"U.S. attention to terrorism in Latin America intensified in the aftermath of the September 2001 terrorist attacks on New York and Washington, with an increase in bilateral and regional cooperation. In its 2009 Country Reports on Terrorism (issued in August 2010), the State Department maintained that terrorism in the region was primarily perpetrated by terrorist organizations in Colombia and by the remnants of radical leftist Andean groups. Overall, however, the report maintained that the threat of a transnational terrorist attack remained low for most countries in the hemisphere. [...] U.S. officials have expressed concerns over the past several years about Venezuela's lack of cooperation on antiterrorism efforts, its relations with Iran, and potential support for Colombian terrorist groups. Concerns about Iran's increasing activities in Latin America center on Iran's attempts to circumvent U.N. and U.S. sanctions, as well as on its ties to the radical Lebanon-based Islamic group Hezbollah. Allegations have linked Hezbollah to two bombings in Argentina: the 1992 bombing of the Israeli Embassy in Buenos Aires that killed 30 people and the 1994 bombing of the Argentine-Israeli Mutual Association (AMIA) in Buenos Aires that killed 85 people. The State Department terrorism report maintains that the United States remains concerned that sympathizers of Hezbollah and the Sunni Muslim Palestinian group Hamas are raising funds among the sizable Middle Eastern communities in the tri-border area [TBA] of Argentina, Brazil, and Paraguay, but stated that there was no corroborated information that these or other Islamic extremist groups had an operational presence in the TBA or elsewhere in the hemisphere."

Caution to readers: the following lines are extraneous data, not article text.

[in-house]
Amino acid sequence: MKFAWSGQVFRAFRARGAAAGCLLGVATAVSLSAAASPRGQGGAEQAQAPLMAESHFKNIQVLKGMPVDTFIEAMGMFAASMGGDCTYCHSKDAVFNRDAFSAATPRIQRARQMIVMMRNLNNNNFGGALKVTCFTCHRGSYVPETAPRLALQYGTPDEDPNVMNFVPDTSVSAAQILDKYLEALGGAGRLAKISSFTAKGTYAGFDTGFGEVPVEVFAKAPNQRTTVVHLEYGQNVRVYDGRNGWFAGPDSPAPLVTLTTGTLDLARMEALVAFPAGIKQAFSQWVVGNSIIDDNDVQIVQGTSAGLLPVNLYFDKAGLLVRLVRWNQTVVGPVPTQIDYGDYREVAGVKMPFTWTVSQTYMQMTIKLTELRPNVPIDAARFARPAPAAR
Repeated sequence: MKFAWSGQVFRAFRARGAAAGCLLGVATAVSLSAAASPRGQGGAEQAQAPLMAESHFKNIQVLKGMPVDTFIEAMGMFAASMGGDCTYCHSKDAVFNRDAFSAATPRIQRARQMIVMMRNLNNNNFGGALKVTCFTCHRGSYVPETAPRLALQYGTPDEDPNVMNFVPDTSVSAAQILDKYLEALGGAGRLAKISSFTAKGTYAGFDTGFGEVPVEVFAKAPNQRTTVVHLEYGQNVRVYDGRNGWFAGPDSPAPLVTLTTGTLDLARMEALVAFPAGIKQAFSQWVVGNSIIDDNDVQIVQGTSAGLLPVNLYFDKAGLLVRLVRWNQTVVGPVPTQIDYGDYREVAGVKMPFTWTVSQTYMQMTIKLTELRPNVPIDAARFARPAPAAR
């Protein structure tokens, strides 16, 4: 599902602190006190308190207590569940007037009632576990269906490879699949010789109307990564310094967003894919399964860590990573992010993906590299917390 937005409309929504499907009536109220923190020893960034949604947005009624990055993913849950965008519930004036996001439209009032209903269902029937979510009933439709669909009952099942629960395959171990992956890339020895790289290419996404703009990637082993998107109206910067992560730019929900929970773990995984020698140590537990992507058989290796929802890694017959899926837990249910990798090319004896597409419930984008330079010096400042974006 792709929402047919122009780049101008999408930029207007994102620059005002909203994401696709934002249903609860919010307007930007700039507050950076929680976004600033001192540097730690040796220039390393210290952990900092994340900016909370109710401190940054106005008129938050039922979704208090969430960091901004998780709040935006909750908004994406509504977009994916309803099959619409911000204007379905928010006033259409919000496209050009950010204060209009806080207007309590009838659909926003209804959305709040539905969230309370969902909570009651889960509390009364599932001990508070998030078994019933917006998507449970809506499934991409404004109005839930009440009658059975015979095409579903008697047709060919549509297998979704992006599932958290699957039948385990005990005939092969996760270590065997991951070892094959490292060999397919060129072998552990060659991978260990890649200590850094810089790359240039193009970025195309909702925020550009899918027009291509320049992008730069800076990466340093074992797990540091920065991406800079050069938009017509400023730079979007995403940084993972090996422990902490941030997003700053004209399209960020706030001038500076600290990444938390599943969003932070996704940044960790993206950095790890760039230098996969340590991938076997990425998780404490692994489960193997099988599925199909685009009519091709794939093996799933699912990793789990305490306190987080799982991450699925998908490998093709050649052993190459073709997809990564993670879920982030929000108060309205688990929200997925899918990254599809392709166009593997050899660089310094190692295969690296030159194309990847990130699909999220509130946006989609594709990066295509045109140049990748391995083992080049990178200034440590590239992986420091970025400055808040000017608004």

CRS Report for Congress, RS21049